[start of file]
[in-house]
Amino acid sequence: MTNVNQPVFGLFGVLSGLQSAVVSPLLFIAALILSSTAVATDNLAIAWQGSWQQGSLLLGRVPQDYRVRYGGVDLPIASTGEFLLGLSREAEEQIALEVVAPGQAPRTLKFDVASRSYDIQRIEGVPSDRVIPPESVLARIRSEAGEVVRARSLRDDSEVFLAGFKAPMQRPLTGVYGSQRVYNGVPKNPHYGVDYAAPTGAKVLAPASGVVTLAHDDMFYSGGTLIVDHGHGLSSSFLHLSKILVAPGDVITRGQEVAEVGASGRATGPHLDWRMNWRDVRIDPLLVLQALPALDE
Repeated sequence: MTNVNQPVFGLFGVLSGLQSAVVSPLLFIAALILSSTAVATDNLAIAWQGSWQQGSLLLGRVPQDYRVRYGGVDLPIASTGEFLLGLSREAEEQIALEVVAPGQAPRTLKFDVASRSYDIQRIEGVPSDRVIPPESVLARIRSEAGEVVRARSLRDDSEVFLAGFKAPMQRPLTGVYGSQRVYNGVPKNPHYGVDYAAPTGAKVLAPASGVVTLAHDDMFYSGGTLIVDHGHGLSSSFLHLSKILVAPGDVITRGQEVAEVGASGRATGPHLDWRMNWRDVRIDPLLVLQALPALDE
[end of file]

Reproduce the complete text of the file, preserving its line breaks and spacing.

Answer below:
[in-house]
Amino acid sequence: MTNVNQPVFGLFGVLSGLQSAVVSPLLFIAALILSSTAVATDNLAIAWQGSWQQGSLLLGRVPQDYRVRYGGVDLPIASTGEFLLGLSREAEEQIALEVVAPGQAPRTLKFDVASRSYDIQRIEGVPSDRVIPPESVLARIRSEAGEVVRARSLRDDSEVFLAGFKAPMQRPLTGVYGSQRVYNGVPKNPHYGVDYAAPTGAKVLAPASGVVTLAHDDMFYSGGTLIVDHGHGLSSSFLHLSKILVAPGDVITRGQEVAEVGASGRATGPHLDWRMNWRDVRIDPLLVLQALPALDE
Repeated sequence: MTNVNQPVFGLFGVLSGLQSAVVSPLLFIAALILSSTAVATDNLAIAWQGSWQQGSLLLGRVPQDYRVRYGGVDLPIASTGEFLLGLSREAEEQIALEVVAPGQAPRTLKFDVASRSYDIQRIEGVPSDRVIPPESVLARIRSEAGEVVRARSLRDDSEVFLAGFKAPMQRPLTGVYGSQRVYNGVPKNPHYGVDYAAPTGAKVLAPASGVVTLAHDDMFYSGGTLIVDHGHGLSSSFLHLSKILVAPGDVITRGQEVAEVGASGRATGPHLDWRMNWRDVRIDPLLVLQALPALDE